Skim through

Ingredient name what-it-does irr., com. ID-Rating
Water solvent
Alcohol antimicrobial/​antibacterial, solvent, viscosity controlling icky
Ethylhexyl Methoxycinnamate sunscreen
Lauryl Methacrylate/Sodium Methacrylate Crosspolymer
C12-15 Alkyl Benzoate emollient, antimicrobial/​antibacterial
Bisethylhexyloxyphenol Methoxyphenyl Triazine sunscreen goodie
Diethylamino Hydroxybenzoyl Hexyl Benzoate sunscreen goodie
Dimethicone emollient 0, 1
Ethylhexyl Triazone sunscreen goodie
Silica Dimethyl Silylate emollient, viscosity controlling
Dipropylene Glycol solvent, viscosity controlling
Xylitol moisturizer/​humectant goodie
Dextrin Palmitate emulsifying, surfactant/​cleansing
Acrylates/C10-30 Alkyl Acrylate Crosspolymer viscosity controlling
Dimethicone/Vinyl Dimethicone Crosspolymer viscosity controlling
Polysilicone-9
Glyceryl Stearate emollient, emulsifying
Aminomethyl Propanol buffering
Vinyl Dimethicone/Methicone Silsesquioxane Crosspolymer viscosity controlling
Agar viscosity controlling
Isoceteth-20 emulsifying, surfactant/​cleansing
C30-45 Alkyl Methicone emollient, viscosity controlling
Polyvinyl Alcohol viscosity controlling
C30-45 Olefin
Sodium Hydroxide buffering
Butylene Glycol moisturizer/​humectant, solvent 0, 1
Propylene Glycol moisturizer/​humectant, solvent, viscosity controlling 0, 0
Sodium Hyaluronate skin-identical ingredient, moisturizer/​humectant 0, 0 goodie
Royal Jelly Extract
Citrus Aurantium Dulcis (Orange) Fruit Extract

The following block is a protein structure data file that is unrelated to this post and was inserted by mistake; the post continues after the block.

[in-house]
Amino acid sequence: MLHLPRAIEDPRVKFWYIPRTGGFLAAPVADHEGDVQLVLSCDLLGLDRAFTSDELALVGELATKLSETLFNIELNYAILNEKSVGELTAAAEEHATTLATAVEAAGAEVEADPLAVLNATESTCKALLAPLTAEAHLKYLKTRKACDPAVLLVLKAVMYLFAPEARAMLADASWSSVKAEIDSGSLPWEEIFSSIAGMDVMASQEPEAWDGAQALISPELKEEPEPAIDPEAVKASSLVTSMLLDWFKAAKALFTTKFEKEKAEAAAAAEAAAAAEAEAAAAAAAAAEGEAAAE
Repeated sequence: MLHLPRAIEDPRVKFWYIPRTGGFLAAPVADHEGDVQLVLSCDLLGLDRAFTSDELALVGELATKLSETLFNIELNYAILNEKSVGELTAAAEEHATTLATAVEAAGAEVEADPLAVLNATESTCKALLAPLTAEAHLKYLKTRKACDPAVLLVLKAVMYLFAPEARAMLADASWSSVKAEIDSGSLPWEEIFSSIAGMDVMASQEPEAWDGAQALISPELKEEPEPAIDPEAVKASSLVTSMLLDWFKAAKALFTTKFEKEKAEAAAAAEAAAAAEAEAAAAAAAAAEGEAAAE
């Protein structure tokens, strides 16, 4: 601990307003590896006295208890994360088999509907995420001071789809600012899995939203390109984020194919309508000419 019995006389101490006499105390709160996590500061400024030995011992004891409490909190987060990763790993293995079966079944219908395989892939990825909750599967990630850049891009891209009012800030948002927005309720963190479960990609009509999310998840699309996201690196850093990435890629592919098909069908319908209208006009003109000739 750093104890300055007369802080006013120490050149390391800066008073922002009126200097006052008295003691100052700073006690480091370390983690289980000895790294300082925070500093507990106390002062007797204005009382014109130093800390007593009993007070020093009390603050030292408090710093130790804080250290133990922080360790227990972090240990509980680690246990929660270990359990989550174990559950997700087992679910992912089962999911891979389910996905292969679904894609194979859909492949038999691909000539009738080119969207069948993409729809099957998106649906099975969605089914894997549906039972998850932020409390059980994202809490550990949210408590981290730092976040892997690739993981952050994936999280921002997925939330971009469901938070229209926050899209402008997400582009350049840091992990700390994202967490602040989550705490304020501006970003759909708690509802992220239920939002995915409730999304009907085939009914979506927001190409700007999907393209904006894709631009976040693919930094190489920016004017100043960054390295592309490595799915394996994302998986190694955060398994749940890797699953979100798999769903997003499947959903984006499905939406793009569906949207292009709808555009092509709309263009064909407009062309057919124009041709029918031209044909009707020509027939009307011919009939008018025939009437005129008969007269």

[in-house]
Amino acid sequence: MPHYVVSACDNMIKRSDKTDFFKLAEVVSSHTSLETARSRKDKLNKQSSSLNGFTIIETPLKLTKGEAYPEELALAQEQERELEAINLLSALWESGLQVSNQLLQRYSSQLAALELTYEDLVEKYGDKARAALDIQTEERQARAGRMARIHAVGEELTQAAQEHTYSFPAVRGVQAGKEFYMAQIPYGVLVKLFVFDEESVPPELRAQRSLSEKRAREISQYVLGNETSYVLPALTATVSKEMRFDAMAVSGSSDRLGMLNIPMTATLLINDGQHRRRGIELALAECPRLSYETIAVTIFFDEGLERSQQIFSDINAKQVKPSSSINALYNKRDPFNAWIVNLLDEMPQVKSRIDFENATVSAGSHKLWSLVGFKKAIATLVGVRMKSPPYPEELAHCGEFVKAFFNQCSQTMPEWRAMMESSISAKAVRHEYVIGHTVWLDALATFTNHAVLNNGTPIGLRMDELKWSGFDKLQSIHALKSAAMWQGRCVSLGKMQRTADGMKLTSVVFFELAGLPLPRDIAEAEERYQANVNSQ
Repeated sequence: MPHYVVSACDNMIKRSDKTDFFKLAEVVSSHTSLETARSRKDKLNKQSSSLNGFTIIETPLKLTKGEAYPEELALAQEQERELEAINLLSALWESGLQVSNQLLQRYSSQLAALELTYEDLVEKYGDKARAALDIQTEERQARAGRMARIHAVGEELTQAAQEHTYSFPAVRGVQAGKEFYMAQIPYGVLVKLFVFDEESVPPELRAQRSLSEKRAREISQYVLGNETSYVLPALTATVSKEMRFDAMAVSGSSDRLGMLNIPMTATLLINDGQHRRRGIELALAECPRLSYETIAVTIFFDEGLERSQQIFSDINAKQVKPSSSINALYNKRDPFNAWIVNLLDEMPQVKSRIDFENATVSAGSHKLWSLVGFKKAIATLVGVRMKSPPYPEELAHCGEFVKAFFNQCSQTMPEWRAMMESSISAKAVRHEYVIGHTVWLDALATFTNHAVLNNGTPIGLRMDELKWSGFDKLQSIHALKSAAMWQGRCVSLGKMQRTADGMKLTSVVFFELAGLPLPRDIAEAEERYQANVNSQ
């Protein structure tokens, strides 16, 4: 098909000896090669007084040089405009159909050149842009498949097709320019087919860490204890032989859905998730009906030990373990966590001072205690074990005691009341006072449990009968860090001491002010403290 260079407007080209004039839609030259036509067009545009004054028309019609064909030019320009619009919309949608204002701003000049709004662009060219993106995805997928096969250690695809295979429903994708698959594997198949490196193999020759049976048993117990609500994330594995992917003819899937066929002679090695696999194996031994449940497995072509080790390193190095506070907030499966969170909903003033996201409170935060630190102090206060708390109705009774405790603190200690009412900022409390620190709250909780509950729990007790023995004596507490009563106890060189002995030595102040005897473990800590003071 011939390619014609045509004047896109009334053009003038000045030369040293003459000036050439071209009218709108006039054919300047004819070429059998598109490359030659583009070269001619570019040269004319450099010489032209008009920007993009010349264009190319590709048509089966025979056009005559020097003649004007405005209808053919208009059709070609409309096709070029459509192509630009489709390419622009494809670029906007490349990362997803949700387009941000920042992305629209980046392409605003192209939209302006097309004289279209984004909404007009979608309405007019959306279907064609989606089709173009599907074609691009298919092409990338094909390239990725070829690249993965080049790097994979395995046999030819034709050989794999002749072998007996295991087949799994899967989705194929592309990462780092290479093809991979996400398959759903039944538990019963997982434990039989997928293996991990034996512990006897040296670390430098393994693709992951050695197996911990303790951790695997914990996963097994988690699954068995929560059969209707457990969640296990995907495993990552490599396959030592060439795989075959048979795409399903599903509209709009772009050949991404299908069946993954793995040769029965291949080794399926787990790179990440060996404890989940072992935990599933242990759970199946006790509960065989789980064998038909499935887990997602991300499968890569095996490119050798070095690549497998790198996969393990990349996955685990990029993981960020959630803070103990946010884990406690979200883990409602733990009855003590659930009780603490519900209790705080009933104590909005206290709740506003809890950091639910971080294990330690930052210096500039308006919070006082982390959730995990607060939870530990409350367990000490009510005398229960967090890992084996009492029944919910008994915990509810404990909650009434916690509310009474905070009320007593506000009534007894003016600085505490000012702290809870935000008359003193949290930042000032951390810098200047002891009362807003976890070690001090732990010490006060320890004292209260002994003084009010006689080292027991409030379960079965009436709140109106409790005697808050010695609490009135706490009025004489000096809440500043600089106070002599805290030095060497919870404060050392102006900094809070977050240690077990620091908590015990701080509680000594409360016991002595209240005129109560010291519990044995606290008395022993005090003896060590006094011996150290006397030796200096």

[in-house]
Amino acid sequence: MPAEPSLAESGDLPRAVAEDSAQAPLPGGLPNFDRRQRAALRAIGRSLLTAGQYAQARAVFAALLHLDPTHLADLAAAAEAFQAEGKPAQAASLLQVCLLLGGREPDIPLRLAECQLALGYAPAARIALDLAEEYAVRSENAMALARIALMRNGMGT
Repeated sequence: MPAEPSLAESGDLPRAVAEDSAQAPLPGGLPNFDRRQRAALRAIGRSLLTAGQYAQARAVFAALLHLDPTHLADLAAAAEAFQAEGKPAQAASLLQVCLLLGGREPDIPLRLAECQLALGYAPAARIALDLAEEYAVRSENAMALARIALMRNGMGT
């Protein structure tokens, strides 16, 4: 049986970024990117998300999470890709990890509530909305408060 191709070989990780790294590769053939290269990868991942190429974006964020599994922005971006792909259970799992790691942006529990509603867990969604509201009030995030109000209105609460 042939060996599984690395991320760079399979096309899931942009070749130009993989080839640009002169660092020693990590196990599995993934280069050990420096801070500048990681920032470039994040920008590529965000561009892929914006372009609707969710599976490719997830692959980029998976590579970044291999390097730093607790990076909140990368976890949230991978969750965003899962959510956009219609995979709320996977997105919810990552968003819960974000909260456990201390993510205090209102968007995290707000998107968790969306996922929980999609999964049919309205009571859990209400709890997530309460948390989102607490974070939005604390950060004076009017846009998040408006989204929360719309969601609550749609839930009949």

Citrus Grandis (Grapefruit) Fruit Extract perfuming
Citrus Limon (Lemon) Fruit Extract
Phenoxyethanol preservative
Edta 2Na chelating
Bht antioxidant, preservative
Fragrance perfuming icky

Ingredients explained

Also-called: Aqua | What-it-does: solvent

Good old water, aka H2O. The most common skincare ingredient of all. You can usually find it right in the very first spot of the ingredient list, meaning it’s the biggest thing out of all the stuff that makes up the product. 

It’s mainly a solvent for ingredients that do not like to dissolve in oils but rather in water. 

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Once inside the skin, it hydrates, but not from the outside - putting pure water on the skin (hello long baths!) is drying. 

One more thing: the water used in cosmetics is purified and deionized (it means that almost all of the mineral ions inside it is removed). Like this, the products can stay more stable over time. 

Alcohol - icky
Also-called: Ethanol | What-it-does: antimicrobial/antibacterial, solvent, viscosity controlling, astringent

Simply alcohol refers to ethanol and it's a pretty controversial ingredient. It has many instant benefits: it's a great solvent, penetration enhancer, creates cosmetically elegant, light formulas, great astringent and antimicrobial. No wonder it's popular in toners and oily skin formulas. 

The downside is that it can be very drying if it's in the first few ingredients on an ingredient list. 

Expand to read more